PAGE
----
September 5th, 2009


Is chivalry sexist?

Is it sexist to insist that women should get special treatment because they are physically weaker? (Of course there are probably some exceptions.) Does this prevent women from becoming strong themselves, or is it a noble thing for a man to do? (For example I used to date someone who insisted that he walk on the side of the sidewalk closest to traffic. I was a little bit offended by that. Should I have been offended, or should I have been appreciative?)

What about the idea of 'being a man'? Is there some equivalent for women such that women can feel proud of themselves for 'being a woman'? Or should women strive to 'be a man' as well?

What do you guys think?
  • njyoder

Sexy Girls Have It Easy

Here's an interesting video produced by a viewer of Current TV (a digital cable station that has many video pods created by viewers): Sexy Girls Have It Easy, filmed in London. In this video pod, a woman dressed up (with full makeup) sexy one day and plain (with no makeup) another day. Each day, she went to stores, bars, taxi cabs, rickshaws, and so on, in order to receive free stuff. The "sexy girl" received £23.70 (USD$38.87) and "plain girl" received £3.20 (USD$5.25).

The video has embedding disabled, so click here to view it on YouTube's website.

Kind of stupid, isn't it? I think that this demonstrates a phenomenon that extends well beyond attractive girls being treated differently. Societal aesthetics (or attractiveness, if you prefer) in general dictate how you will generally be treated from the socially informal to formal situations.

Many people are unaware of this, and when confronted with the idea, will likely suggest that it has little, if any, significant impact. However, not only have all kinds of studies been performed on how people are treated based on their "aesthetic category," but anecdotal experience confirms this phenomenon.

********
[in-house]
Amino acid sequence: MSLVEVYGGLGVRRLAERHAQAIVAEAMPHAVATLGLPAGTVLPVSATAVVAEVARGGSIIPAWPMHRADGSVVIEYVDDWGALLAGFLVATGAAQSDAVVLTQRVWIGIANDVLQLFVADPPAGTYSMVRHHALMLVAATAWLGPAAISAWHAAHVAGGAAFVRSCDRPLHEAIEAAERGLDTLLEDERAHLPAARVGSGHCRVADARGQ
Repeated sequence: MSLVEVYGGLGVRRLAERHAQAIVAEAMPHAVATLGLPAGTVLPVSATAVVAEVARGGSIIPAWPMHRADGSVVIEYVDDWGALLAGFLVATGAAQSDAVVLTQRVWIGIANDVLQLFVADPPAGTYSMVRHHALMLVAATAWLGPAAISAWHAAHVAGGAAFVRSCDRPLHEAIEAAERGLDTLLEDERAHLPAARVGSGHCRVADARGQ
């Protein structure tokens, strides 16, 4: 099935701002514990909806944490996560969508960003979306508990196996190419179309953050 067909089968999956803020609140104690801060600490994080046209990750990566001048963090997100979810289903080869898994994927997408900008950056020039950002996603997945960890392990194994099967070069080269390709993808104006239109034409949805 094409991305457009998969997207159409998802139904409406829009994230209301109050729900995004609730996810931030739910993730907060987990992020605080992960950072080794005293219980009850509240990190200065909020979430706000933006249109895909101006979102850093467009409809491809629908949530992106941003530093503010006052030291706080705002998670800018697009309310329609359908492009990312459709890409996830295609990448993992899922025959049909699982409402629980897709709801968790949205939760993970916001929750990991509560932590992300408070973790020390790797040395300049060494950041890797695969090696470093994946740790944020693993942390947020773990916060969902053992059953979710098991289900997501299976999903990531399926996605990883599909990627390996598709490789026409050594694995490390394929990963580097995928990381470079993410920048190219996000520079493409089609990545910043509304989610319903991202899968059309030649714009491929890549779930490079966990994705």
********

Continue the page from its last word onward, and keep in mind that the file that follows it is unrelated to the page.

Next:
Even the most seemingly benign manifestations of it, such as how strangers in informal situations speak to you, has an aggregate effect of lowering the person's self-esteem as a result of being talked to like you're less of a person. Then you have more serious effects, like social groups either partially or completely ostracizing and being more likely to be hired and get paid more in a job.

Normally I wouldn't reference a TV show, especially not Family Guy, but there was one episode that touches on this, albeit not for the purpose of social awareness. There is an episode where Peter gets all kinds of cosmetic surgery to make himself look better and, as a result, gets accepted into the "beautiful people's club." He gets educated by a "beautiful mentor" on how he can use it to his advantage: cutting in line, getting free service, treating non-beautiful people like crap, and taking pills (as part of a gift basket to him) to make his poo smell like fresh baked bread. While this is an exaggeration, it does illustrate the concept quite well.

It's mostly a subconscious phenomenon, making it quite insidious and hard for people to acknowledge. The only way to counter it is conscious awareness of how this phenomenon manifests and how to deal with it, including how to call others out on it, to the extent feasible (e.g. on the job it may be risky to your career).